Less so himself, Coghlan often spent all his money on the movies with Yvonne near her home in Santry, and then had to run the six miles back to his parents' house in Drimnagh. The courtship was rocked only once. After four homesick months at Villanova University in 1971, Coghlan came home to recover from mononucleosis and the following fall didn't care to return. Yvonne, who was still only 16, said he either went back or they were through. "He wasn't being reasonable," she says simply. He obliged her, prospered, and they were married in 1976. Last October the third member of the family was born. Suzanne at eight months is a sober child with black onyx eyes. Her attention span seems inordinately long for an infant. A breakfast guest must squirm under an unrelenting gaze before her small, neat mouth breaks into an abrupt grin, adorned with her father's dimples. Both Yvonne and Suzanne were with Coghlan when he raced on the U.S. indoor circuit this winter. "Suzanne hasn't adjusted back to European time and doesn't sleep through the night anymore," says Coghlan. "She's made my morning runs quite consistent."

Off to work in his new Capri, Coghlan drives swiftly past factories and then blocks of gray cement houses in the neighborhood of Drimnagh, where he grew up. Near his parents' home stands Our Lady's Hospital for Sick Children.

"I was there for 10 days when I was four," Coghlan says. "It was Ash Wednesday; I remember it clearly. I was scutting a turf truck—that's peat to you—on a dare. I climbed on when it was stopped and fell off on my head right in front of the hospital. A bus driver scooped me up and carried me straight in. I was always a lucky little devil." The first day of first grade, at the first opportunity, Coghlan ran home and put up such a protest that he was allowed to stay out of school for six months, until his best friend started. "I seem to have had to ease into these things," he says.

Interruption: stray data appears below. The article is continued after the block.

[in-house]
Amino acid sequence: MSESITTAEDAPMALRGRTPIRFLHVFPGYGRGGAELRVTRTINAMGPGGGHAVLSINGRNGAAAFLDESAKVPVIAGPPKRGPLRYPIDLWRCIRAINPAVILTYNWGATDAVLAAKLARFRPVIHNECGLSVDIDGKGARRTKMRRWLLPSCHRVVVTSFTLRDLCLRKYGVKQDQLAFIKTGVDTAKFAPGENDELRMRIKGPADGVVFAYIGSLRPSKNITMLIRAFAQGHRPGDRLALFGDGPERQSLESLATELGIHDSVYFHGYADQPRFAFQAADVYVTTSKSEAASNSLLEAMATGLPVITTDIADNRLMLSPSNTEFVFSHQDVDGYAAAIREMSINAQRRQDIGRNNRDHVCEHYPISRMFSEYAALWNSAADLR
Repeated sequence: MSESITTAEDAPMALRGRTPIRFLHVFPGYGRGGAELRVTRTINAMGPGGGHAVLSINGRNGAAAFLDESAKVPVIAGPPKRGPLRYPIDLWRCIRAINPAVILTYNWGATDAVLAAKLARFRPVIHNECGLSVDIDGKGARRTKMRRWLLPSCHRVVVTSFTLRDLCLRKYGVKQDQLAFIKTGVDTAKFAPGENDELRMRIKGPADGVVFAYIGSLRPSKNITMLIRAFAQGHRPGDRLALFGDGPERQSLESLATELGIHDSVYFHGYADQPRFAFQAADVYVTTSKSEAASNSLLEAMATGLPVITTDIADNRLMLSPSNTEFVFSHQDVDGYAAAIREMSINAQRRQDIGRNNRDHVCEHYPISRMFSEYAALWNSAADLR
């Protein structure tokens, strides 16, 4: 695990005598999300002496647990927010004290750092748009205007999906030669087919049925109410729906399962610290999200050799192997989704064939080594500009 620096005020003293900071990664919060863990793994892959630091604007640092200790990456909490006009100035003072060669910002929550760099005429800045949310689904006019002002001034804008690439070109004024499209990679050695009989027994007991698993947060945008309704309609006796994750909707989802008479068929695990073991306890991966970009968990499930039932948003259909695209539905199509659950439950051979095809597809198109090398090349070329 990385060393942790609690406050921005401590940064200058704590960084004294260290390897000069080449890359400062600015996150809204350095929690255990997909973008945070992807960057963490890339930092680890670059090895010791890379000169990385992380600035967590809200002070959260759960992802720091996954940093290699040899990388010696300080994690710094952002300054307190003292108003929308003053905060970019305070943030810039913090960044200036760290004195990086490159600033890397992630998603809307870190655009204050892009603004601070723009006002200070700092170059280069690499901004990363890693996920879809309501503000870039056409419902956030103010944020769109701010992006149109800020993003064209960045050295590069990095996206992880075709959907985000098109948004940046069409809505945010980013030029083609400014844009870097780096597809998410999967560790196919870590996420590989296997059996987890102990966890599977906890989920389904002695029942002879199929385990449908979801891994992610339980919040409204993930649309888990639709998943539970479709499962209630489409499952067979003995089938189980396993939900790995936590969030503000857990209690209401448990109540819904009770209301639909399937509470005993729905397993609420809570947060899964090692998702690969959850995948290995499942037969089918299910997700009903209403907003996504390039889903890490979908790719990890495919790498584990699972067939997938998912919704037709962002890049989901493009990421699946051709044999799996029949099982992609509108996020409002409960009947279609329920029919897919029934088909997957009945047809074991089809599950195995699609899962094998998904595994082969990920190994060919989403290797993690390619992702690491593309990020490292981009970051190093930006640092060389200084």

A triangle of green among the row houses, known only as "the field," was where Coghlan hung out as a youth, playing football and sneaking cigarettes. "But when the toughs from Crumlin [an adjoining neighborhood] came over with hurling sticks looking for trouble, I was no hero. I ran."

He slows the car on Long Mile Road as it passes Drimnagh Castle School, run by the Christian Brothers, where he received his secondary education. The red-brick buildings flank a 12th-century Danish castle. Most of its stone tower is closed, but the school uses part of it as a changing room. Coghlan began his daily training by trotting across a bridge over a frog-filled moat. "The only castle in Ireland still with a moat," he says, his gaze rising to the crumbling battlements. "More stones have fallen. They say it would take �85,000 to restore it, and who's going to give that?